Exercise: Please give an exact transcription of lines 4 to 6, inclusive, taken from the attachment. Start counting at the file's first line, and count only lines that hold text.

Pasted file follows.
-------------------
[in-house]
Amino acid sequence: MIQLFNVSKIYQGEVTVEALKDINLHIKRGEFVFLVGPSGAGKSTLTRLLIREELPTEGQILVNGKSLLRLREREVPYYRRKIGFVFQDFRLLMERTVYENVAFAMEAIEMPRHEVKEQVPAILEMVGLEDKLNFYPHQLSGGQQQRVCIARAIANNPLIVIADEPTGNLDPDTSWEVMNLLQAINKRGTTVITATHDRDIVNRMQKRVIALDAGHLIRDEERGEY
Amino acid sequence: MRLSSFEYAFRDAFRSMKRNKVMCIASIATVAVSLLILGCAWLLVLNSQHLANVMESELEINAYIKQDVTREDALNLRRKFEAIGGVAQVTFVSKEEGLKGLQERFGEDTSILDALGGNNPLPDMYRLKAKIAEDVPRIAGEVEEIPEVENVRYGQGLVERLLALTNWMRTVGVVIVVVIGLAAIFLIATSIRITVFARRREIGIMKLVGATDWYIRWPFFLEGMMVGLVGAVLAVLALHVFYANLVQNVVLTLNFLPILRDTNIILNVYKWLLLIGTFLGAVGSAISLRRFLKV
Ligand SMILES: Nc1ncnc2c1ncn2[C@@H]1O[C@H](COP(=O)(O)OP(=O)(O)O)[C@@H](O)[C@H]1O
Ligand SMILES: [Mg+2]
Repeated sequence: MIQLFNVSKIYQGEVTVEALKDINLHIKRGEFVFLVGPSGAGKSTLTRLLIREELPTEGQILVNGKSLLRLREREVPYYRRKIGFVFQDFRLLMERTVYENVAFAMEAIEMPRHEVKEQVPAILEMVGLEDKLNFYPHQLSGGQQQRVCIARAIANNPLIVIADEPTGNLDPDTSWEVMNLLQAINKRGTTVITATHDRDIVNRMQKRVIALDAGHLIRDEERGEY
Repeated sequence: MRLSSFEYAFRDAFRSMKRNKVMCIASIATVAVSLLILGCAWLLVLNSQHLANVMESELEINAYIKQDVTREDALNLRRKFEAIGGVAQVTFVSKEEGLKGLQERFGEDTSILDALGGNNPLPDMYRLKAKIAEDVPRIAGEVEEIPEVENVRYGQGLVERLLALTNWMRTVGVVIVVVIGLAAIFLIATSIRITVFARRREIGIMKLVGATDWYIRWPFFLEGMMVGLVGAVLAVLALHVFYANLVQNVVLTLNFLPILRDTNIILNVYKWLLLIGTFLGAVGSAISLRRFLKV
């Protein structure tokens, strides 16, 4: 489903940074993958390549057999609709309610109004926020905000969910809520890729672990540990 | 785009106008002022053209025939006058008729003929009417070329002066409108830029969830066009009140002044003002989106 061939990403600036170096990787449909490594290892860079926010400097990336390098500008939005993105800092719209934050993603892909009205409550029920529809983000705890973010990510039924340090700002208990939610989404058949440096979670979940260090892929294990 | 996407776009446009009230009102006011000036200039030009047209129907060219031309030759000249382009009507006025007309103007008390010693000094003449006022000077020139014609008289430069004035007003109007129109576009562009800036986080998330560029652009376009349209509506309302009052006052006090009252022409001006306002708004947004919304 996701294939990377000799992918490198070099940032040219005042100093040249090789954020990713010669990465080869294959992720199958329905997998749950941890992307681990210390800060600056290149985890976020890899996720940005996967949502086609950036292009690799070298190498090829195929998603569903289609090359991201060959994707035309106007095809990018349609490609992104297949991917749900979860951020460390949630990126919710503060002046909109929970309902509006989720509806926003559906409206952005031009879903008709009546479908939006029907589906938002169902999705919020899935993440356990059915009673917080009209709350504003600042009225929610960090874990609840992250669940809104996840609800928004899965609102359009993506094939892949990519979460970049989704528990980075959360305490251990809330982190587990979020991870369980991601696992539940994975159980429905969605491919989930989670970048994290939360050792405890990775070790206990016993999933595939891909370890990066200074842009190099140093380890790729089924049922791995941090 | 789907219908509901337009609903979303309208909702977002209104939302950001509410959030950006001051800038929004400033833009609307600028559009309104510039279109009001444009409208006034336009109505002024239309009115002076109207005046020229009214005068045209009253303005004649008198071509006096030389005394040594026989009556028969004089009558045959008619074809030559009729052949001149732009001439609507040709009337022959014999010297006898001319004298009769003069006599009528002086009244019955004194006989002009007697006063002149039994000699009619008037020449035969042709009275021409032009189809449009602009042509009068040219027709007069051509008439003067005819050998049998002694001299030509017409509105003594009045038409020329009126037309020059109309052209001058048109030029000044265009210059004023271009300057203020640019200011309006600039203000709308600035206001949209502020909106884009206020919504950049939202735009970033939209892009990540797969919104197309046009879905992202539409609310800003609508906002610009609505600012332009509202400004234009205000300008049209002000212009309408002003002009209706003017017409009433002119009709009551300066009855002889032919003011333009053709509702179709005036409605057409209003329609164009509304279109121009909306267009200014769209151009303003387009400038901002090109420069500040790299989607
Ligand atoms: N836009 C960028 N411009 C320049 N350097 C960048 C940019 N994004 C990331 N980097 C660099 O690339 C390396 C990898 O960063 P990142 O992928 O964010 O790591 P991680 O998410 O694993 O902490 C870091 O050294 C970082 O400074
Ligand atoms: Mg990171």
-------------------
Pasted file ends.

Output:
Ligand SMILES: Nc1ncnc2c1ncn2[C@@H]1O[C@H](COP(=O)(O)OP(=O)(O)O)[C@@H](O)[C@H]1O
Ligand SMILES: [Mg+2]
Repeated sequence: MIQLFNVSKIYQGEVTVEALKDINLHIKRGEFVFLVGPSGAGKSTLTRLLIREELPTEGQILVNGKSLLRLREREVPYYRRKIGFVFQDFRLLMERTVYENVAFAMEAIEMPRHEVKEQVPAILEMVGLEDKLNFYPHQLSGGQQQRVCIARAIANNPLIVIADEPTGNLDPDTSWEVMNLLQAINKRGTTVITATHDRDIVNRMQKRVIALDAGHLIRDEERGEY